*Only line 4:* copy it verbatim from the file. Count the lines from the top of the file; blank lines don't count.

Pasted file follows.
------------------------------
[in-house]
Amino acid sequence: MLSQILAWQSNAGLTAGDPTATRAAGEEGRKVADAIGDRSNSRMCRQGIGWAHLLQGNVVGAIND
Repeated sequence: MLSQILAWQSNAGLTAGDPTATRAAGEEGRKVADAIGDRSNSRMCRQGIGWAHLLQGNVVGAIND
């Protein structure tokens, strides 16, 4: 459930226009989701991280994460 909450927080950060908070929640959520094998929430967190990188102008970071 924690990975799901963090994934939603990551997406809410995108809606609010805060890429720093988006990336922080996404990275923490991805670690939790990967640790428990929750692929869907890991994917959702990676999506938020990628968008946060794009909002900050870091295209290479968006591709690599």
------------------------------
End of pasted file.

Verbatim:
């Protein structure tokens, strides 16, 4: 459930226009989701991280994460 909450927080950060908070929640959520094998929430967190990188102008970071 924690990975799901963090994934939603990551997406809410995108809606609010805060890429720093988006990336922080996404990275923490991805670690939790990967640790428990929750692929869907890991994917959702990676999506938020990628968008946060794009909002900050870091295209290479968006591709690599």